Loren’s Leadership Styles
I modulated my leadership style according to the constituents’ needs and the environmental factors. The three leadership styles I combined were: participative, transformational, and autocratic however – my leadership philosophy, love your neighbor, does not change. I found this consistent and adaptive approach to be highly effective in building relationships that enabled peak performance while working in the US, Iraq, and Asia.
When I was leading experienced Bargaining Union -type employees at the Baghdad International Airport control node my subordinates already knew what to do, so I just provided support. An example was preparing special recognition for key IT stakeholders outside of our small element to embolden the spirit of cooperation. I also found it was important to give employees additional personal time if that was important to them.
As a human resources recruiting director, I led more that twenty Soldiers in a very large part of Northern Nevada. Because of the thousands of miles spanning our recruiting area, I chose to inspire my recruiters with an overall vision and “leader’s intent”. I was fortunate that these Solders had extensive training in the art of sales, so they could operate based solely on intent. This is similar to a virtual team concept. Employees will move mountains once they know you have complete faith in their knowledge and abilities.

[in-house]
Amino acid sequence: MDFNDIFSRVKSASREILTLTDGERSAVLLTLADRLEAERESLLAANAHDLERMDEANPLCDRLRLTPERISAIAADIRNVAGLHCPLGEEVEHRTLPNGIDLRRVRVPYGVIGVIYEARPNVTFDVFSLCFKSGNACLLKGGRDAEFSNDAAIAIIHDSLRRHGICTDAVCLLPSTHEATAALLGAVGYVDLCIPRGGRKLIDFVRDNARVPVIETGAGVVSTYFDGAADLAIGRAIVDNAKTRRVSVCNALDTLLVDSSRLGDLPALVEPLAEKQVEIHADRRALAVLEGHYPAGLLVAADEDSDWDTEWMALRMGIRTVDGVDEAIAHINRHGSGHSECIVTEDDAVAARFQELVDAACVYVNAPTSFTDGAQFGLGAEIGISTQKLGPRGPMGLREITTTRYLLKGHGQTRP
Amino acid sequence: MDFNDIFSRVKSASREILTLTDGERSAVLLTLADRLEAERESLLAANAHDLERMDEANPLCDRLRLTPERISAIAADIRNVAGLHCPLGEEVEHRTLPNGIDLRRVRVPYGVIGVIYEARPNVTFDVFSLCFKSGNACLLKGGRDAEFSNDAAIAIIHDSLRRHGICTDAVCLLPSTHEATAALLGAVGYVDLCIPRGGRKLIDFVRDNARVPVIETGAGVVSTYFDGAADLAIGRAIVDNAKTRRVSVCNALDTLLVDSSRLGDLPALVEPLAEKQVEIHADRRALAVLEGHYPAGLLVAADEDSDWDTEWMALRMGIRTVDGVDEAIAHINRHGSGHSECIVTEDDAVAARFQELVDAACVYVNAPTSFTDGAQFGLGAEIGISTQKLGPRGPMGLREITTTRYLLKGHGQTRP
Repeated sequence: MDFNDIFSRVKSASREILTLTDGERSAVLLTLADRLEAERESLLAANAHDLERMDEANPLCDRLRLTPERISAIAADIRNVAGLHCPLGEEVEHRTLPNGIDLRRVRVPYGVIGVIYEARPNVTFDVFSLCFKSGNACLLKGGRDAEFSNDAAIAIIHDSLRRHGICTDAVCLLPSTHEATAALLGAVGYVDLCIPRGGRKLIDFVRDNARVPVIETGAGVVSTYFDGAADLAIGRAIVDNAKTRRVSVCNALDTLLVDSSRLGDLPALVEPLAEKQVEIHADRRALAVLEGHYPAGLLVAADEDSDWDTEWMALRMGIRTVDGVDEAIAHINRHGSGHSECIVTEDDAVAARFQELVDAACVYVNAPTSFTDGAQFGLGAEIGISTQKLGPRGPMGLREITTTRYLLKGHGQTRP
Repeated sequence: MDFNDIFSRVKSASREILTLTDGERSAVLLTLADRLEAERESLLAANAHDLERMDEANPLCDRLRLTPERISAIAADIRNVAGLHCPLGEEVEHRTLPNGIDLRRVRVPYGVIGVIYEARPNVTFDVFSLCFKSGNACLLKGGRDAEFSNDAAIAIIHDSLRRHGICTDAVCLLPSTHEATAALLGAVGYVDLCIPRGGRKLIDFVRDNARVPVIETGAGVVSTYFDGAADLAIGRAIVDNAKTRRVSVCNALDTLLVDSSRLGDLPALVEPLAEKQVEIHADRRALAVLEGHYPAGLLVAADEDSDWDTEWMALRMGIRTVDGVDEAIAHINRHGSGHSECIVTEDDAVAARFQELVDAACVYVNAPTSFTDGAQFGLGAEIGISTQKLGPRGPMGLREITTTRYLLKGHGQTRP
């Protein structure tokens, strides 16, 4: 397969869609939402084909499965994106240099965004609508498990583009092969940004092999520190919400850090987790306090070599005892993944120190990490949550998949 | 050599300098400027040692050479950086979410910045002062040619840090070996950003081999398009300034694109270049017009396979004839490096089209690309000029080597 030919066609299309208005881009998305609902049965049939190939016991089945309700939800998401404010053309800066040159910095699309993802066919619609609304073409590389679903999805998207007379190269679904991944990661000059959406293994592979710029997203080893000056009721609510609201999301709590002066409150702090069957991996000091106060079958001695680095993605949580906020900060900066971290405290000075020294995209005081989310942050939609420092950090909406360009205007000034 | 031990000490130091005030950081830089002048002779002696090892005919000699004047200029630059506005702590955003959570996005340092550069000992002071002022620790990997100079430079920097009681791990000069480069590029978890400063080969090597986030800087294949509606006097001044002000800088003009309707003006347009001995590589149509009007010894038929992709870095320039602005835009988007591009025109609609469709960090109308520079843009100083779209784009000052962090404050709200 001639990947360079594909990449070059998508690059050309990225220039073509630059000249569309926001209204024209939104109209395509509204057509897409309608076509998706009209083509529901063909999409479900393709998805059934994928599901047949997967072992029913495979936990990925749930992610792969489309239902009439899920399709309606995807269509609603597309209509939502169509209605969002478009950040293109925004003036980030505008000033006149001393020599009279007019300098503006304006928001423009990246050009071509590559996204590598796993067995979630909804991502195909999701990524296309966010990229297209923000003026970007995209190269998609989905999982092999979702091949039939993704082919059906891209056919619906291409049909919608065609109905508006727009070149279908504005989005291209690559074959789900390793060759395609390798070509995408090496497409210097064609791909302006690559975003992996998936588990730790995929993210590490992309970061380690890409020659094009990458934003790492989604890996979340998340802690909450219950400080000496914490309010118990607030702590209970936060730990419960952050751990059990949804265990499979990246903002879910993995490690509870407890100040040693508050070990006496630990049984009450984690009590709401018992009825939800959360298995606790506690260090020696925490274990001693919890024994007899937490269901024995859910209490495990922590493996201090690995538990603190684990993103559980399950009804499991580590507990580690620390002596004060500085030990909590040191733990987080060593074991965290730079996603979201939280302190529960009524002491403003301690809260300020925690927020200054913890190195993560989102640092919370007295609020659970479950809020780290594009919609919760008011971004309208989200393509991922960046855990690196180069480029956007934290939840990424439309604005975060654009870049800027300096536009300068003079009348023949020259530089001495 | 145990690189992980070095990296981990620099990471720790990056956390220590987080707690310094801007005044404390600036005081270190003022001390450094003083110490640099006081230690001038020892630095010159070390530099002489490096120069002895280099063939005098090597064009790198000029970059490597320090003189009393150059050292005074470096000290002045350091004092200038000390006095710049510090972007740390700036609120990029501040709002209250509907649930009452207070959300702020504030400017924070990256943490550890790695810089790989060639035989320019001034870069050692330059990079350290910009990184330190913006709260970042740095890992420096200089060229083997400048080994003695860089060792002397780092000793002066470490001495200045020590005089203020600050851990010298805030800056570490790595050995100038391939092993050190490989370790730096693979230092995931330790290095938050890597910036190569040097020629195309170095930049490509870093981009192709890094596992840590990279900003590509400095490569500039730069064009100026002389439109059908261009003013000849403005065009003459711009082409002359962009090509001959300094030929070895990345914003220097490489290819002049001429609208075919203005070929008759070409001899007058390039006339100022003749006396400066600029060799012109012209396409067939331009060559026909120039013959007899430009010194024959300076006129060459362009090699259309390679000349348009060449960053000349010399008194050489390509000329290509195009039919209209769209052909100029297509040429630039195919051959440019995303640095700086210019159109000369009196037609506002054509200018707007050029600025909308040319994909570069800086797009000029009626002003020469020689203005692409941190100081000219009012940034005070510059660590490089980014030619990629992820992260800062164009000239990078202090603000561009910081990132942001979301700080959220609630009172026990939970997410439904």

Used only when a safety, legal, or ethical “loss” is imminent do I become directive: this most commonly came into play during aviation operations. One example is when a Hawai’i National Guard Soldier sustained a head injury in a vehicle accident in the remote and dangerous South Asian Island of Sulu. With a patient in critical condition, I quickly directed air and ground ambulances to support the evacuation to a brain surgeon we had met with in the previous month. The stakeholder development and team development paid off by saving a life.
One of my colleagues uses the acronym ESID – Every Situation Is Different, and I believe that. The most important leadership moment is the time between receipt of communication and your choice of feedback. Pause to think, decide which leadership style to use, and lead decisively. My job as a leader is to find out what people need to feel safe and give it to them. Personality profiles such as the DISC assessment (EverythingDiSC) give clues about what fellow humans need to feel safe and thus serve from the heart.